“I cannot imagine any teacher who wants to be the best possible teacher not loving this book!”
—Renee Peoples, Teacher/Math Coach
West Elementary School, Bryson City, NC
“This an exciting way for new teachers to really target the important strategies that successful teachers use, as well as for veteran teachers to confirm the things that they are already doing right!”
—Mary Ann Hartwick, Coordinator, LESD/ASU
Litchfield Elementary School District, Verrado, MS
Avoid common classroom mistakes and develop your skills as an educator!
Written for novice and seasoned professionals alike, this updated edition of a powerful bestseller provides research-based best practices and practical applications that promote strong instruction and classroom management.
The authors translate the latest research into 101 effective strategies for new and veteran K12 teachers. Updated throughout, and with an entirely new chapter on supporting reading and literacy, this edition presents the strategies in a user-friendly format:
The Strategy: a concise statement of an instructional strategy; What the Research Says: a brief discussion of the research to provide readers with a deeper understanding of the principles involved; Classroom Application: how each strategy can be used in instructional settings; Precautions and Possible Pitfalls: caveats to help teachers avoid common problems; Sources: a reference list for further reading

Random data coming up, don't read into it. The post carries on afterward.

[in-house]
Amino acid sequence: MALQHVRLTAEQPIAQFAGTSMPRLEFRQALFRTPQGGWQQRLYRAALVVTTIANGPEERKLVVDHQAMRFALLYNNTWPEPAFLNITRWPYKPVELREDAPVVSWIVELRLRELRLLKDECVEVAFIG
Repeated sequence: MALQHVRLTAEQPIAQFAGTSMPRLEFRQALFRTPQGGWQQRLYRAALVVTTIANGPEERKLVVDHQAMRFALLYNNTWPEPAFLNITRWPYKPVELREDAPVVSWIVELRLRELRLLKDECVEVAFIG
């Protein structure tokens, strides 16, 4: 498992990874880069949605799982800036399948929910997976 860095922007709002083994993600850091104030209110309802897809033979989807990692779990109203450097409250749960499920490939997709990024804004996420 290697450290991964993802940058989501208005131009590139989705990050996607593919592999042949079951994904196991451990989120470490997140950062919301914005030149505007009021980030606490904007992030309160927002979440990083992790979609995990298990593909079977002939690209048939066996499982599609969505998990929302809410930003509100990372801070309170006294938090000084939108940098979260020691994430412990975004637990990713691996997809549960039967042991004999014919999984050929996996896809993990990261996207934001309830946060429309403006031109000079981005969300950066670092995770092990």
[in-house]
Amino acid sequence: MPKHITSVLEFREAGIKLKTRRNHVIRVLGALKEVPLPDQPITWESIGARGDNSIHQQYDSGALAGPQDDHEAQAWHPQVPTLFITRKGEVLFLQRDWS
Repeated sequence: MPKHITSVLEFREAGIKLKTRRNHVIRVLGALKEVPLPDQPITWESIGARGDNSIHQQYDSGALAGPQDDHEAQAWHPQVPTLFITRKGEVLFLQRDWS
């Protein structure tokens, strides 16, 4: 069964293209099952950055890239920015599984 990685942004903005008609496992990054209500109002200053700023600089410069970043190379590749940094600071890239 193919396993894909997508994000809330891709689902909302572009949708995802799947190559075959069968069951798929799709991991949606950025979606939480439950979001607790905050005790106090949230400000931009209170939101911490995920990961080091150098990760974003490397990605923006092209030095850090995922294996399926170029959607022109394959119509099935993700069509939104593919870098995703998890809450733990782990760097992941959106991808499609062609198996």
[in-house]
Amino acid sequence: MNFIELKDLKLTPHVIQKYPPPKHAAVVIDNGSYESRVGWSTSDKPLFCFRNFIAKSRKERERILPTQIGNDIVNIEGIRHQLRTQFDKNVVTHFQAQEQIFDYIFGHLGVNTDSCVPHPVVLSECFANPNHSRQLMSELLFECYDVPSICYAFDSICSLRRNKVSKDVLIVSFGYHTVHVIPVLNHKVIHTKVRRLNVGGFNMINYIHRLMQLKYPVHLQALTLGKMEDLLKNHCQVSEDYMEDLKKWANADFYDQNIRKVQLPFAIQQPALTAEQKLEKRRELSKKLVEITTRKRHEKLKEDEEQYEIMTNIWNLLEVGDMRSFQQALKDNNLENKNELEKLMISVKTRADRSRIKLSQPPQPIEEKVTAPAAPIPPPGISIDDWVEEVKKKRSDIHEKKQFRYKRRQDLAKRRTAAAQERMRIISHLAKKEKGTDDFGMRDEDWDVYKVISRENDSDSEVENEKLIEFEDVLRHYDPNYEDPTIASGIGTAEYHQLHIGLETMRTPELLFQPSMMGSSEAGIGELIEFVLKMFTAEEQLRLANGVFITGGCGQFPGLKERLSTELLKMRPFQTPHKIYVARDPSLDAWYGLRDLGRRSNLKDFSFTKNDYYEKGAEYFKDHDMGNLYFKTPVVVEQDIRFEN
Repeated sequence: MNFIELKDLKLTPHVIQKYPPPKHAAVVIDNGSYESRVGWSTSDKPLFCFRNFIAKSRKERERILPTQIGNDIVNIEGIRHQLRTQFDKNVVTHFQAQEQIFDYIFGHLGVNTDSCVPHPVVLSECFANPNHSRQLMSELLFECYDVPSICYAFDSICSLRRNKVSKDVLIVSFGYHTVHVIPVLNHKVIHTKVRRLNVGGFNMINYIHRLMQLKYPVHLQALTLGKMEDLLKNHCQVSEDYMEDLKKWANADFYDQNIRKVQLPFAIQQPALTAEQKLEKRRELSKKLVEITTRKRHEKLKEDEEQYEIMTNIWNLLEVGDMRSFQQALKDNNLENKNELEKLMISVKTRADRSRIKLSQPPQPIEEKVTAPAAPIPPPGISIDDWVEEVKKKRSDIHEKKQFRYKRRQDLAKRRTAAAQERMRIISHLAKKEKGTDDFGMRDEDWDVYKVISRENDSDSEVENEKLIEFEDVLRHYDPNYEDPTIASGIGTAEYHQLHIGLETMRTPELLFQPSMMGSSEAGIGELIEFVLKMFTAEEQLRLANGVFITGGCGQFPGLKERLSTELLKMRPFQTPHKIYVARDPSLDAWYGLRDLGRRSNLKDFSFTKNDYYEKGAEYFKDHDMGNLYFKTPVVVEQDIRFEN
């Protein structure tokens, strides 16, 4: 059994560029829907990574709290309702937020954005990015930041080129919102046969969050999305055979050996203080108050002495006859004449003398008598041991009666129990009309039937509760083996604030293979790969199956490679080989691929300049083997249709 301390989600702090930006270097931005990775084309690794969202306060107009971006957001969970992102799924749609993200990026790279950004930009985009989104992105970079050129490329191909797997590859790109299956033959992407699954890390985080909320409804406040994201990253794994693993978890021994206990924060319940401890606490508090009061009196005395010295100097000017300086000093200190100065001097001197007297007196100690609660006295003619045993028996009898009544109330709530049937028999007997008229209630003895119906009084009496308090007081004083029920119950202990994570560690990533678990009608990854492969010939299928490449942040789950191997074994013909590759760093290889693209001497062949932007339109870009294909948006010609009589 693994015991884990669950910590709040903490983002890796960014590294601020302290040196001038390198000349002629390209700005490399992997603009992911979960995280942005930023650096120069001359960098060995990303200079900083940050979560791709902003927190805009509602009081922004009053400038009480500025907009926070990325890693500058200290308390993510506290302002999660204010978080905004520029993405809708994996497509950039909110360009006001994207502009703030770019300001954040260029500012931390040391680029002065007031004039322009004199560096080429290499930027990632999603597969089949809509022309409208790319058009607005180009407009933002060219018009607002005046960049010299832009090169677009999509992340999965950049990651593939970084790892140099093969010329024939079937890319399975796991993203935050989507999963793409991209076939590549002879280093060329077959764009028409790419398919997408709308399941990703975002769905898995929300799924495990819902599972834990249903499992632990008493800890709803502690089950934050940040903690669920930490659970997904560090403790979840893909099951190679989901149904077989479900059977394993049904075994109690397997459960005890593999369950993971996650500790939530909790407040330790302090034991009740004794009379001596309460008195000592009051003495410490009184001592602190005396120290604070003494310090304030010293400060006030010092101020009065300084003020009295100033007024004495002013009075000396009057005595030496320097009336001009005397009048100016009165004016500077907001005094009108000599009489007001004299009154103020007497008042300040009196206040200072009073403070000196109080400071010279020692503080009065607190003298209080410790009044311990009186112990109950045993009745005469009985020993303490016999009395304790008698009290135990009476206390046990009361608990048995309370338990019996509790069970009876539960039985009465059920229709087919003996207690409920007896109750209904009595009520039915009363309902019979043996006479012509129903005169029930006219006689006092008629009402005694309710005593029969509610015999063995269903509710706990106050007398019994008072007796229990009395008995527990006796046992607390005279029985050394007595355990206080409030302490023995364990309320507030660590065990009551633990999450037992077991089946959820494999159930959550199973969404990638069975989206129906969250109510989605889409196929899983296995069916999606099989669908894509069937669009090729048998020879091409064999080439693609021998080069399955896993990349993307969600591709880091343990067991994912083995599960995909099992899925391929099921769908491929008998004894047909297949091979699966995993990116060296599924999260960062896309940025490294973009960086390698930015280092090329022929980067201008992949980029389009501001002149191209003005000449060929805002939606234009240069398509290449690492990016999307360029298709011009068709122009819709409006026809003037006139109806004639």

What Successful Teachers Do is a valuable resource for strengthening teachers' professional development and improving student performance.
Chapter 1: Interacting and Collaborating with Students
Interacting and Collaborating with Students
Strategy 1: Use Different Motivational Strategies for Girls and Boys
What the Research Says
When it comes to motivation, girls tend to be generalists while boys tend to be specialists. Interest, rather than intellect, often lies at the heart of the differences between boys and girls in specific discipline areas. Girls tend to be interested in a wide range of subjects, while boys tend to concentrate their interests more narrowly.
A study was conducted with 457 students; 338 students attended special mathematics- and science-oriented schools while 119 students attended regular schools but had excellent grades in mathematics, physics, and chemistry. At the beginning of the two-year study, students were asked to rate their interest in later studying science. Several times over a period of two years, teachers were ...